An editorial in the October 23, 1999 New Scientist is titled,
Last Taboo: If genetic engineering could be made safe, would
let your baby have it?"
The editorial comes out strongly in opposition to a hypothetical
ban on research using artificial chromosomes in human tissues.
If artificial chromosomes "fulfill their promise,"
write, "they could revolutionize scientists' ability to
engineer embryos. They may never make the outcome totally
predictable, but they could make it safe enough to ease the
fears about genetic accidents. And that could change perceptions."
The editorial concludes: "As for designer babies, nobody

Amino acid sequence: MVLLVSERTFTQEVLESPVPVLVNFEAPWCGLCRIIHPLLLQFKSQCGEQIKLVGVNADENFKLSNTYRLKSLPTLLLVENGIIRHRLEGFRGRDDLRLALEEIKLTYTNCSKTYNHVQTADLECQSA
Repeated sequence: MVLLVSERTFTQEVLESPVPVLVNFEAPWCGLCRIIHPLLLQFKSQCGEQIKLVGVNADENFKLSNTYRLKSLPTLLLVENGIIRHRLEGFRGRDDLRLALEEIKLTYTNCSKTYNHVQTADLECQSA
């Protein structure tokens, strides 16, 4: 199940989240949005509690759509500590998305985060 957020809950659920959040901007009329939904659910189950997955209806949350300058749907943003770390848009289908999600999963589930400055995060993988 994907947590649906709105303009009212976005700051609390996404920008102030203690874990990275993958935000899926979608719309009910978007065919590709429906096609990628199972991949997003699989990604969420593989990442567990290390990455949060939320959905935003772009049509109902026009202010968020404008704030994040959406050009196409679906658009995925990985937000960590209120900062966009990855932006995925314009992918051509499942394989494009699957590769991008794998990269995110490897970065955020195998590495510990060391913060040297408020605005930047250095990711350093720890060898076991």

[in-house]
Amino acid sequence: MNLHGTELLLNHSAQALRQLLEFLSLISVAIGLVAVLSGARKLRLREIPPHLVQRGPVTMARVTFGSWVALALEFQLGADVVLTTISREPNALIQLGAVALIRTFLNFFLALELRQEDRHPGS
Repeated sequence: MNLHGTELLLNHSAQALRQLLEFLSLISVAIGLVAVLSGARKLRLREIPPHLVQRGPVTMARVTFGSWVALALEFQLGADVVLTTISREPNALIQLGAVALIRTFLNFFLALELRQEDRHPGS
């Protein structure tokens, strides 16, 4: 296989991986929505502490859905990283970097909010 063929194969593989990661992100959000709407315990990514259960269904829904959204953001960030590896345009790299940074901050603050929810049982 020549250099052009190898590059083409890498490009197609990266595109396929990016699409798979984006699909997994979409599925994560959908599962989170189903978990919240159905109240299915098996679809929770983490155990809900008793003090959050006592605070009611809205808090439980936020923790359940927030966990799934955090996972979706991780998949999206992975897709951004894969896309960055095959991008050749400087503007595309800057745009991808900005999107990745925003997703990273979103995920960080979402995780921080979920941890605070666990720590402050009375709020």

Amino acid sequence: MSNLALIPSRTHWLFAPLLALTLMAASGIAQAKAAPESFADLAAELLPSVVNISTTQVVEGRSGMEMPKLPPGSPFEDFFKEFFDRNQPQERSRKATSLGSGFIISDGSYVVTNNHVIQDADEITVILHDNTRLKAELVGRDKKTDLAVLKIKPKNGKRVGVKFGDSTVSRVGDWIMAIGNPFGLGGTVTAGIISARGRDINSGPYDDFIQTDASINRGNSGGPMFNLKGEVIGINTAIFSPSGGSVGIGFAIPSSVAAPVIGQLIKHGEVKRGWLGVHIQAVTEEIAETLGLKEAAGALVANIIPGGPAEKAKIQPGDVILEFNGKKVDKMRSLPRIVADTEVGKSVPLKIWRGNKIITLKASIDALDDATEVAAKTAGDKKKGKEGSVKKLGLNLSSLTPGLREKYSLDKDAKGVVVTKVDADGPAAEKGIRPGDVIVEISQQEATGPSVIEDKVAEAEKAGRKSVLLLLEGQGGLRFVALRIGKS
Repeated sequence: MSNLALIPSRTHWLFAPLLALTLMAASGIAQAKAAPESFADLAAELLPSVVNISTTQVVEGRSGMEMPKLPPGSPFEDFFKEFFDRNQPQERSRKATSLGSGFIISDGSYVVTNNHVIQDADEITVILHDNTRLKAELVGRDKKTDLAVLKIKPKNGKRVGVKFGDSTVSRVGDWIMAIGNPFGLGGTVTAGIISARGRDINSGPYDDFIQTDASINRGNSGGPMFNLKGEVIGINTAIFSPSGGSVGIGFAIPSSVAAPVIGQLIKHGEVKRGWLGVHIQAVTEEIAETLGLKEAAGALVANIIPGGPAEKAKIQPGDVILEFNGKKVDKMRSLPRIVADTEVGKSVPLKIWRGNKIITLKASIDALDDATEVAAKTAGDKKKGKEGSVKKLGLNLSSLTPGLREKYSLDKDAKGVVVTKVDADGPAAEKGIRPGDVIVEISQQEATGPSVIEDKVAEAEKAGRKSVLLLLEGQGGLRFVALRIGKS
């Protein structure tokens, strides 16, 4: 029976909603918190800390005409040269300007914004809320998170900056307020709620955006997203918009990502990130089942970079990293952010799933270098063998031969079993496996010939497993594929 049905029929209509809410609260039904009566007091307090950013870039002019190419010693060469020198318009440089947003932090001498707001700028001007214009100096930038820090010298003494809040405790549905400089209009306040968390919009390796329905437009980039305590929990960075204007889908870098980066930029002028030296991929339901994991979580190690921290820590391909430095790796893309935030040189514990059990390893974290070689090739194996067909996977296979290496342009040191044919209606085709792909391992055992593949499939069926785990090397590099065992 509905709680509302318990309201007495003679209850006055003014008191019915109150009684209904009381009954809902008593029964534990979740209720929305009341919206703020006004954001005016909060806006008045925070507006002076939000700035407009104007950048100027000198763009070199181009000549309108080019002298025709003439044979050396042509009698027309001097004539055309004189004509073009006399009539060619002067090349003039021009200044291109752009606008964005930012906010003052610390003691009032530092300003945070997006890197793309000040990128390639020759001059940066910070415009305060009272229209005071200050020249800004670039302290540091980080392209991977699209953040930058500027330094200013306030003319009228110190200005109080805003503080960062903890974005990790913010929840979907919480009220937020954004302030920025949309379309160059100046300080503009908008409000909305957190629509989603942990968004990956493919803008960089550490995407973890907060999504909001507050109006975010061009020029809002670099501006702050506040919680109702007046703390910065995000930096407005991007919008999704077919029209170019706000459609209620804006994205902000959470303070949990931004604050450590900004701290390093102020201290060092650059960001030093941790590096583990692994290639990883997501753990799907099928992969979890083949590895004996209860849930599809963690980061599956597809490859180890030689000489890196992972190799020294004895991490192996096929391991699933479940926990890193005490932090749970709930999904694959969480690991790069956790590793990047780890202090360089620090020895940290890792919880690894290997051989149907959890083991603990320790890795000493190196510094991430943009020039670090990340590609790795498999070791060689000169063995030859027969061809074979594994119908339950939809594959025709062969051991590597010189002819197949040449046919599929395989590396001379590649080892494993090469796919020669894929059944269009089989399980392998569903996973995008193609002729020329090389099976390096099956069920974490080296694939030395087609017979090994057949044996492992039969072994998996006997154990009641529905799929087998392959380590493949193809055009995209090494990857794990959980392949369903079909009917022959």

to approve of them in the abstract. But if you ask would-be
if they'd like to give their children a head-start at school
the athletics track, don't be surprised to find that the opposition
is less than absolute….[I]t would be a mistake to expect
on human genetic engineering to last forever. Some day someone
want to try it. The invention of artificial chromosomes doesn't
that desirable--only people can make that judgment. But it does
to the forces that are now beginning to make it seem inevitable."
The complete editorial is online at